Nova Scotia

Virtual care team aims to reduce mental health wait times in Cape Breton

The Covid 19 pandemic has created heartache and hardship for Nova Scotians but it has also brought mental health help sooner to some on Cape Breton island who have been waiting for a long time for that aid.

The virtual care model was in the works before the pandemic

Samantha Hodder, senior director of mental health and addictions services at the Nova Scotia Health Authority, says a new team of specialists is largely focused on providing care to patients on Cape Breton Island. (Craig Paisley/CBC )

Cape Bretoners seeking help for mental health issues are now able to get the care they need from a team set up specifically to provide it virtually. 

The plan was in the works before COVID-19 was detected mid-March in Nova Scotia, but the pandemic allowed the provincial health authority to launch the initiative this past fall, ahead of schedule.

"We used the opportunity to move things forward at an increased pace," said Dr. Andrew Harris, one of the two people who spearheaded the effort.

The team was created using funds set aside for vacant and hard-to-fill positions across the province, particularly in rural areas.

Sam Hodder, senior director of mental health and addictions, spoke of the progress being made as part of a presentation Wednesday to the legislature's public accounts committee.

The all-party committee was following up on a 2017 auditor general's report that found Nova Scotia did not have a provincewide plan or consistent policies related to mental health.

While the virtual care team has clinicians representing different zones in the province, Hodder told the committee the team is largely focused on providing care to patients on Cape Breton Island who face the longest wait times in the province.

Between July 1 and Sept. 30 of last year, wait times for non-urgent mental health care ranged from an average of a week at clinics at the Colchester East Hants Health Centre in Truro to 2½ months at clinics in industrial Cape Breton, according to the latest provincial figures.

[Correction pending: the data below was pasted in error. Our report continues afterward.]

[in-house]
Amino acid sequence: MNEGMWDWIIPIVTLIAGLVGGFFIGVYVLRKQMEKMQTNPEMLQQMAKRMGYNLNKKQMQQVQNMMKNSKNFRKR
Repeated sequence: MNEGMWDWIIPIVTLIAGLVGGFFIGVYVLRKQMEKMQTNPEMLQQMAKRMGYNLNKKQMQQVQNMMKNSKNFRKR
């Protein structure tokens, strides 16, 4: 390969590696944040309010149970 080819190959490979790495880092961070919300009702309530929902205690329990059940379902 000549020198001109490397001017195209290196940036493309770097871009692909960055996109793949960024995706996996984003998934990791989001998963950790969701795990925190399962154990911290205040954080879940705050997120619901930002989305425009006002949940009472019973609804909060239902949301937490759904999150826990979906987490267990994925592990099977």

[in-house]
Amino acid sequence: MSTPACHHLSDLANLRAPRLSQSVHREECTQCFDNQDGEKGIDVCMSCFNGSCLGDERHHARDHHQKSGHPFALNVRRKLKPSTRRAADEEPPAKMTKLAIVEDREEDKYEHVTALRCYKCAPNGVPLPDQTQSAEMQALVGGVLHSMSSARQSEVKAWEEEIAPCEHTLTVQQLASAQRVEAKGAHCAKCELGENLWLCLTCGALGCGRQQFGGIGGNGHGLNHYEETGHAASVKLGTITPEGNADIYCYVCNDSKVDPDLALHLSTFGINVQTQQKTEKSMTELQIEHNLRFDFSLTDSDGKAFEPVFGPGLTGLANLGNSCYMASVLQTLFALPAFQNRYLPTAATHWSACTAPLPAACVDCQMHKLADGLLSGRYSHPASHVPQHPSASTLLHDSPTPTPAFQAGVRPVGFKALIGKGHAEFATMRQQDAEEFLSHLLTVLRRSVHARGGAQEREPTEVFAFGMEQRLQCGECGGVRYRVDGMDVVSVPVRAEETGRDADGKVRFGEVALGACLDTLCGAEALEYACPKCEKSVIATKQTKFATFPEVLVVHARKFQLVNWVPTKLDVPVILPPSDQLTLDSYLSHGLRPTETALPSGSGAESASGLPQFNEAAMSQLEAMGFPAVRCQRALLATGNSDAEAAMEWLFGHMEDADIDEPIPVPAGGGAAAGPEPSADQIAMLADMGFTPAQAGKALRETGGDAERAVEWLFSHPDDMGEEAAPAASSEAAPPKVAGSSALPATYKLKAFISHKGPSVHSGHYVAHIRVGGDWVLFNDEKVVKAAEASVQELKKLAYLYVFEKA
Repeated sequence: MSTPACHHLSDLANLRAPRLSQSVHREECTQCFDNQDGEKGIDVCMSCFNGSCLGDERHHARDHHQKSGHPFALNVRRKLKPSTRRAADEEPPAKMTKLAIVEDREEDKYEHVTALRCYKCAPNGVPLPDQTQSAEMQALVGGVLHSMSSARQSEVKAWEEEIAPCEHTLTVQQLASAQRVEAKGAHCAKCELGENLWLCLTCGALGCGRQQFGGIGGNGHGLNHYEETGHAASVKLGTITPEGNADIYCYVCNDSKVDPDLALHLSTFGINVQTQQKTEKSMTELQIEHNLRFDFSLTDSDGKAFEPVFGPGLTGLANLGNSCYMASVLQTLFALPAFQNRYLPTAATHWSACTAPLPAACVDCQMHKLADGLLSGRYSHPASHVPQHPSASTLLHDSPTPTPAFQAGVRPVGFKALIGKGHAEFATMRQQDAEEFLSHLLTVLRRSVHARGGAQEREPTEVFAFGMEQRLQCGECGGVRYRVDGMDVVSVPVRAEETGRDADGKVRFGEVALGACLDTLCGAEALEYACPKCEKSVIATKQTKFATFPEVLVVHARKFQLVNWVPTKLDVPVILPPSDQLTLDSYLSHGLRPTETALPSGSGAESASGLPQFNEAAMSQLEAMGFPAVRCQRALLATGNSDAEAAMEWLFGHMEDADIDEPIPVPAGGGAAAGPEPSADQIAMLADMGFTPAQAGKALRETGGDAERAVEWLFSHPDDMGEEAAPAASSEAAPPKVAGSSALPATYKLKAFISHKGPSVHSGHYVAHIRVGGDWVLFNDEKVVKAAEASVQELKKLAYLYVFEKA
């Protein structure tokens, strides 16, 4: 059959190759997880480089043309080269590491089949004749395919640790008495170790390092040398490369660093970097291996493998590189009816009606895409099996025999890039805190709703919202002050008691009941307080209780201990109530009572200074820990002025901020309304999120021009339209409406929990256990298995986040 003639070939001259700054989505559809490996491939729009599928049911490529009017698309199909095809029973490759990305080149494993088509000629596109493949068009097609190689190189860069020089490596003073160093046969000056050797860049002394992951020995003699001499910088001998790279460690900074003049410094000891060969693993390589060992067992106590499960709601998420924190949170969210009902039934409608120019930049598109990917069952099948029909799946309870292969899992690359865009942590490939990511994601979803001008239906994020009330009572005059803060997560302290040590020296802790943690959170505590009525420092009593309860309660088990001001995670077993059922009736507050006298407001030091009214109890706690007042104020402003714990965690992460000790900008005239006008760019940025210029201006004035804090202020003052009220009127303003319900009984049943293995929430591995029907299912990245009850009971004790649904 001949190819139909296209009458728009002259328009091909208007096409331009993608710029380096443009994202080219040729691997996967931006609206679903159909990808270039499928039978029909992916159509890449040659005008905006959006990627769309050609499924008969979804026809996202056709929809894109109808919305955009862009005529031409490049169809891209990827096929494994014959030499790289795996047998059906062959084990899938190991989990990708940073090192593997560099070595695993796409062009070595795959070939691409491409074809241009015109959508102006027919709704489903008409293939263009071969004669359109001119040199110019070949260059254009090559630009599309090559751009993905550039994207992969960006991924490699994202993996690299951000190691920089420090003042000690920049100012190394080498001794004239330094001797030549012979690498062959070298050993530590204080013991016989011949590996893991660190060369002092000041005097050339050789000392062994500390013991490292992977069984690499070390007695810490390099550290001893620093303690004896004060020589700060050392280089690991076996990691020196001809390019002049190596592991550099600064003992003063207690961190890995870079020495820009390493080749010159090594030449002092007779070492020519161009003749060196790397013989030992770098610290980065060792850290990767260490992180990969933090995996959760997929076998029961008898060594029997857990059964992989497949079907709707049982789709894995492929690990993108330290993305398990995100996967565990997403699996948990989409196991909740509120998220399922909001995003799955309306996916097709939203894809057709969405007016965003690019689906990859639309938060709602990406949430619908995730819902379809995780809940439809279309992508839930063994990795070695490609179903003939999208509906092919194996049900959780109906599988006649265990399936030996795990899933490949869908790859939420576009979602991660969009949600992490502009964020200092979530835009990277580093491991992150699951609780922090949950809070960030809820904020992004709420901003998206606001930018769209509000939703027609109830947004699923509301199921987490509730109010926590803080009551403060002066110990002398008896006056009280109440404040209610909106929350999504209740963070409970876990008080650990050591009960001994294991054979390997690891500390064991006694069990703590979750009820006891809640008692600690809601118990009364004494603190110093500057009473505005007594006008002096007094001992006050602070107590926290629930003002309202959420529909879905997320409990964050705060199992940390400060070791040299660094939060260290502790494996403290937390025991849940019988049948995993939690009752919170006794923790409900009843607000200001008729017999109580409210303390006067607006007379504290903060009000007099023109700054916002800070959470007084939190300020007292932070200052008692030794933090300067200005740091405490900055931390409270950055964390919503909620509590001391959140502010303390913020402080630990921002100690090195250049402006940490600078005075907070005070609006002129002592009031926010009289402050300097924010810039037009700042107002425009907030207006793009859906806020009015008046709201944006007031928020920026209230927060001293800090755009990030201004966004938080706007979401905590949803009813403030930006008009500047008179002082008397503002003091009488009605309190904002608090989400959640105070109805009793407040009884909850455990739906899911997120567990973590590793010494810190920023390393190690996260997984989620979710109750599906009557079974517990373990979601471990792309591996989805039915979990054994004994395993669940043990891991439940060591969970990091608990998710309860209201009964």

Pandemic forced need for virtual services

Hodder said plans for virtual care were well established before the province declared the state of emergency, forcing hospital clinics to close and many health services to be curtailed.

"Within a week to two weeks, we started to offer [virtual] services," said Hodder, who recognized this kind of care could make a difference to patients in Cape Breton where some mental health positions have been hard to fill. 

The team consists of eight clinical therapists whose hours are the equivalent of six full-time positions.

"It's not to replace in-person services or not to replace having clinicians in the local community," said Hodder. "But it essentially gives us a level of flexibility across the province to be able to, where there is access challenges, to be able to go where the need is."

Dozen clinicians hired, more to come

She said the province has been able to hire a dozen more mental health clinicians to work in Cape Breton — six who work with adults and another six who deal with children. Health officials are looking to recruit another 23 full-time equivalent positions for the region.

Doctors outside the region who are not part of the virtual care team have also taken on dozens of patients to help virtually.

Dr. Kevin Orrell, the province's deputy health minister, told the public accounts committee that there has been "considerable progress" in Nova Scotia in the three years since the auditor general's report was released.

Maureen Wheller, a spokesperson for the province's mental health and addictions program, said in an email that more than 300 adults and children were contacted last spring and summer and given earlier appointments.

There is currently no wait list, she said.